The road to the Continental Reservoir.

First I took the left hand road that leads to the Continental Reservoir, FR-513.1A, that follows North Clear Creek to the reservoir. It was gorgeous with colorful aspen along the valley slope. There was a dirt track that lead down to the creek where you could likely camp, as it is all national forest along here. Just before the road climbs up the dam was a cabin that is not open to the public, something to do with the dam perhaps, but made an interesting photo.

Cabin at the foot of the dam

Up on the dam the wind was really howling. You can see the affect it had on the lake surface. There is a small parking area with a clean vault toilet, but that's about it. The water level was very low. I turned back down the road to check out the other fork.

Continental Reservoir

Rito Hondo Reservoir

This lead to Rito Hondo Reservoir. There were quite a number of folks fishing here. There is a large, open dispersed camping area, as well, but no one was camped there - perhaps as it has no trees, so is exposed to the wind. Probably used more frequently other times of the year. There is a 4WD trail that leads north though wooded areas. I didn't explore up that way, but suspect there may be nice dispersed camping up that way, assuming the road doesn't get too rough.

Rito Hondo Reservoir

All the times I'd seen people fishing on my trip I'd stop and ask them if they were having any luck. So far none were. But here I saw a couple of men walking back to their trucks with an impressive catch of large trout. I asked if I could take their photo with the fish for my travel blog and they agreed.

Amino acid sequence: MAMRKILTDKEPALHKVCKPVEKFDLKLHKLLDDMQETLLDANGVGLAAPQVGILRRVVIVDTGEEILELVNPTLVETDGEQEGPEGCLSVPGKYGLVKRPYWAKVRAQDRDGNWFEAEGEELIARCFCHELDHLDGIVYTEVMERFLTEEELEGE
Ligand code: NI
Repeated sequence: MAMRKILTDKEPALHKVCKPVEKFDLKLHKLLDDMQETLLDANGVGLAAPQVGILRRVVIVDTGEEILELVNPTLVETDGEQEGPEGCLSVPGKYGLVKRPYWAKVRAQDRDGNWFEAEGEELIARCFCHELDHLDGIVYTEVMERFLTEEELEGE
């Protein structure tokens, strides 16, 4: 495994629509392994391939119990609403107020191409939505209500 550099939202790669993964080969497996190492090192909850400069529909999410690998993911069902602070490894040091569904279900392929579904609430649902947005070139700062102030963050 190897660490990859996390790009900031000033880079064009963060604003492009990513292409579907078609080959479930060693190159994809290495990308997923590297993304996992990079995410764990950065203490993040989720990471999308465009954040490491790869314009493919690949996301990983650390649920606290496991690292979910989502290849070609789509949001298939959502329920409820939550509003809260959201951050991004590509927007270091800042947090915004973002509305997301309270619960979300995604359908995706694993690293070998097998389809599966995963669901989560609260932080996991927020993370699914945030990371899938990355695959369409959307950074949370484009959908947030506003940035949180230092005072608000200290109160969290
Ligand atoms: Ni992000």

What a catch!

Forest Service Road 788

Back to highway, I drove over Spring Pass, then Slumgullion Pass, and turned off onto FR-788. The Slumgullion Pass Campground is located at that junction, but it has been closed to the public for a few years as it has been used for the headquarters of the logging project to clear the many square miles of spruce beetle destroyed trees in this area.

The road travels north though a shallow valley formed by Mill Creek, then narrows. Other small creeks merge into the valley that soon becomes a canyon with steep, rock cliffs. I came upon two cowboys herding a bull down the road.

Keep right except to pass!

Looking down/ahead FR-788.

There were interesting rock formations along the road.

There are a few small dispersed areas and a few small campgrounds that were closed. One that was open, was the Hidden Valley Tent Campground down a short, side road. It is a lovely dispersed tent campground next to the stream with grass, cliff view, picnic table, fire ring and vault toilet. There is a parking area for 3 or 4 vehicles, with campsites on the other side of the stream accessed via a foot bridge. It would not be ideal for a pop-up camper, but could work and is pretty. I believe there is no fee for camping here.

Access road to Hidden Valley CG; one campsite; foot bridge to another site.

Cebolla Creek seen from foot bridge at Hidden Valley Campground.

Tent site and parking area seen from foot bridge at Hidden Valley Campground

When I continued down the canyon I came upon a large herd of cattle being driven down road. There was really no place else for them to walk, so we had to wait it out until we could ease through. I passed another small campground, situated next to the stream, and there were a number of campers.